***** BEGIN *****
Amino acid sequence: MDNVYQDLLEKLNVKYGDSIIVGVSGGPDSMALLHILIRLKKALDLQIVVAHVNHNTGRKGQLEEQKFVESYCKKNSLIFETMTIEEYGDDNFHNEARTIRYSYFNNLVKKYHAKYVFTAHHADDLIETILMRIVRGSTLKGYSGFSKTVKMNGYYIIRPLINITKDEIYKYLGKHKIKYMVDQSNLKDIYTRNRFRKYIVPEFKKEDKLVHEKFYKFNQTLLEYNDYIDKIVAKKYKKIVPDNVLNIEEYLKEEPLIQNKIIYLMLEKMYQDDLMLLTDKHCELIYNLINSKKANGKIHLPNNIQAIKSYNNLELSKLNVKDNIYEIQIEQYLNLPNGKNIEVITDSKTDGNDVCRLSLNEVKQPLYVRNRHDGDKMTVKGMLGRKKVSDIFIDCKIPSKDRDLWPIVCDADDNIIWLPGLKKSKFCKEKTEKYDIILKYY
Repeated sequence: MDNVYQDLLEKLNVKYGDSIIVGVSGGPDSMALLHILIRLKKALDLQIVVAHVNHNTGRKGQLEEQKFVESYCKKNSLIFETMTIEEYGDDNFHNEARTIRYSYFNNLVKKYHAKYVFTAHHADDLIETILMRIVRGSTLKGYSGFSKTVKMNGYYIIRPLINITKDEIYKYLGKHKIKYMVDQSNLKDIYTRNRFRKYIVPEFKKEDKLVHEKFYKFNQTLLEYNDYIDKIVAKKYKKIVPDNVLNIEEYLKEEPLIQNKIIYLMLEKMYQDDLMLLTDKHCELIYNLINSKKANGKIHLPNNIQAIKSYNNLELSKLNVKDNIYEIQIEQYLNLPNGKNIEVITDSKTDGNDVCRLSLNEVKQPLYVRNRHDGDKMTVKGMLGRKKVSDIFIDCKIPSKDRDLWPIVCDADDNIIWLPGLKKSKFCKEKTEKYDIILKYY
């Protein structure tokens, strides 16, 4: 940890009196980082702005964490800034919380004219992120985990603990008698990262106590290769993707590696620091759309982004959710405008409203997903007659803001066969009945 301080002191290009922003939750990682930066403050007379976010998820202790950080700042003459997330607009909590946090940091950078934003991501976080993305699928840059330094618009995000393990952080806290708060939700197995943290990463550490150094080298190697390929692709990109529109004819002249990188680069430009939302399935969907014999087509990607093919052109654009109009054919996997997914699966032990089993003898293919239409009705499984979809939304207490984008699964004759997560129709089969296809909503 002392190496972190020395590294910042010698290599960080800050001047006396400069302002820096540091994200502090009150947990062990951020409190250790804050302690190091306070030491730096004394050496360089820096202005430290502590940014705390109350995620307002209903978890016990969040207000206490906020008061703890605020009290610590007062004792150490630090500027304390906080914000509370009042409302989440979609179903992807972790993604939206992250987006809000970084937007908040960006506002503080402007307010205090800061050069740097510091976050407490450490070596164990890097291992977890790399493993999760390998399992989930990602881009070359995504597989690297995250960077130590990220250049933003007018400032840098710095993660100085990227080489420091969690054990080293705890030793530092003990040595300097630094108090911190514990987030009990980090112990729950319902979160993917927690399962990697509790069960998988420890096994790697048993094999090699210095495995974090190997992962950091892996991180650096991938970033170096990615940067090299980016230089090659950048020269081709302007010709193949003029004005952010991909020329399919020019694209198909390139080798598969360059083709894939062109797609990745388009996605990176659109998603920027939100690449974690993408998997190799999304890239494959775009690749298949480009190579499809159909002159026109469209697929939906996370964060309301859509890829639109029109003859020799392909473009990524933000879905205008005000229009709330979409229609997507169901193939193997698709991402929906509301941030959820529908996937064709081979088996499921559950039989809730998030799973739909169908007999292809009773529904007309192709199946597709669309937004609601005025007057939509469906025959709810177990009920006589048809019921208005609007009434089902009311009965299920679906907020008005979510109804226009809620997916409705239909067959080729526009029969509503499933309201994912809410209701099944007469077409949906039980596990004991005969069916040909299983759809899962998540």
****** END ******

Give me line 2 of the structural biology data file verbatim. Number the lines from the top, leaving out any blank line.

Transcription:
Repeated sequence: MDNVYQDLLEKLNVKYGDSIIVGVSGGPDSMALLHILIRLKKALDLQIVVAHVNHNTGRKGQLEEQKFVESYCKKNSLIFETMTIEEYGDDNFHNEARTIRYSYFNNLVKKYHAKYVFTAHHADDLIETILMRIVRGSTLKGYSGFSKTVKMNGYYIIRPLINITKDEIYKYLGKHKIKYMVDQSNLKDIYTRNRFRKYIVPEFKKEDKLVHEKFYKFNQTLLEYNDYIDKIVAKKYKKIVPDNVLNIEEYLKEEPLIQNKIIYLMLEKMYQDDLMLLTDKHCELIYNLINSKKANGKIHLPNNIQAIKSYNNLELSKLNVKDNIYEIQIEQYLNLPNGKNIEVITDSKTDGNDVCRLSLNEVKQPLYVRNRHDGDKMTVKGMLGRKKVSDIFIDCKIPSKDRDLWPIVCDADDNIIWLPGLKKSKFCKEKTEKYDIILKYY